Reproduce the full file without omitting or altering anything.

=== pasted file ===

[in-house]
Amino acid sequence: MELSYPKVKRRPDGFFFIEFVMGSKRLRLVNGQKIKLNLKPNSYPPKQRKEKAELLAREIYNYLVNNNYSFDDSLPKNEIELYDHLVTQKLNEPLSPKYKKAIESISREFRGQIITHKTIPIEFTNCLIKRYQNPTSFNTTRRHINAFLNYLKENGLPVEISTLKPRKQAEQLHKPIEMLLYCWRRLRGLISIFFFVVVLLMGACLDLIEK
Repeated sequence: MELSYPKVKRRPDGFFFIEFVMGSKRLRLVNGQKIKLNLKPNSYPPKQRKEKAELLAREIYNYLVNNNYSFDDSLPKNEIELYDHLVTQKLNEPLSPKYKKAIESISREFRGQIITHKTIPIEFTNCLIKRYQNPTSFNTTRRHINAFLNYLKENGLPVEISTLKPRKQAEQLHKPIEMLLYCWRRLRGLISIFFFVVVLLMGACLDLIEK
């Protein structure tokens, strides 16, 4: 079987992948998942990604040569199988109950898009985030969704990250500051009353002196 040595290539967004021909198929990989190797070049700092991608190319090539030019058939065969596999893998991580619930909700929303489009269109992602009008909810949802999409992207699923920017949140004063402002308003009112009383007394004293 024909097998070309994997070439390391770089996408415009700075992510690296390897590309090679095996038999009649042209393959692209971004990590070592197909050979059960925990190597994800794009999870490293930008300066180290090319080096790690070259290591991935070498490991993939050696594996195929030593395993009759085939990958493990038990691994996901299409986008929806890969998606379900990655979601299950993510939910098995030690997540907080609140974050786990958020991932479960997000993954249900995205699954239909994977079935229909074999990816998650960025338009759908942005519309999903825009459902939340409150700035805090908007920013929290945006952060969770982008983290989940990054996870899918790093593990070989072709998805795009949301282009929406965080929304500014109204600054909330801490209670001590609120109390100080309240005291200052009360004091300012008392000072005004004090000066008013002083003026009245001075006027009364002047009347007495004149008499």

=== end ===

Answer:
[in-house]
Amino acid sequence: MELSYPKVKRRPDGFFFIEFVMGSKRLRLVNGQKIKLNLKPNSYPPKQRKEKAELLAREIYNYLVNNNYSFDDSLPKNEIELYDHLVTQKLNEPLSPKYKKAIESISREFRGQIITHKTIPIEFTNCLIKRYQNPTSFNTTRRHINAFLNYLKENGLPVEISTLKPRKQAEQLHKPIEMLLYCWRRLRGLISIFFFVVVLLMGACLDLIEK
Repeated sequence: MELSYPKVKRRPDGFFFIEFVMGSKRLRLVNGQKIKLNLKPNSYPPKQRKEKAELLAREIYNYLVNNNYSFDDSLPKNEIELYDHLVTQKLNEPLSPKYKKAIESISREFRGQIITHKTIPIEFTNCLIKRYQNPTSFNTTRRHINAFLNYLKENGLPVEISTLKPRKQAEQLHKPIEMLLYCWRRLRGLISIFFFVVVLLMGACLDLIEK
């Protein structure tokens, strides 16, 4: 079987992948998942990604040569199988109950898009985030969704990250500051009353002196 040595290539967004021909198929990989190797070049700092991608190319090539030019058939065969596999893998991580619930909700929303489009269109992602009008909810949802999409992207699923920017949140004063402002308003009112009383007394004293 024909097998070309994997070439390391770089996408415009700075992510690296390897590309090679095996038999009649042209393959692209971004990590070592197909050979059960925990190597994800794009999870490293930008300066180290090319080096790690070259290591991935070498490991993939050696594996195929030593395993009759085939990958493990038990691994996901299409986008929806890969998606379900990655979601299950993510939910098995030690997540907080609140974050786990958020991932479960997000993954249900995205699954239909994977079935229909074999990816998650960025338009759908942005519309999903825009459902939340409150700035805090908007920013929290945006952060969770982008983290989940990054996870899918790093593990070989072709998805795009949301282009929406965080929304500014109204600054909330801490209670001590609120109390100080309240005291200052009360004091300012008392000072005004004090000066008013002083003026009245001075006027009364002047009347007495004149008499």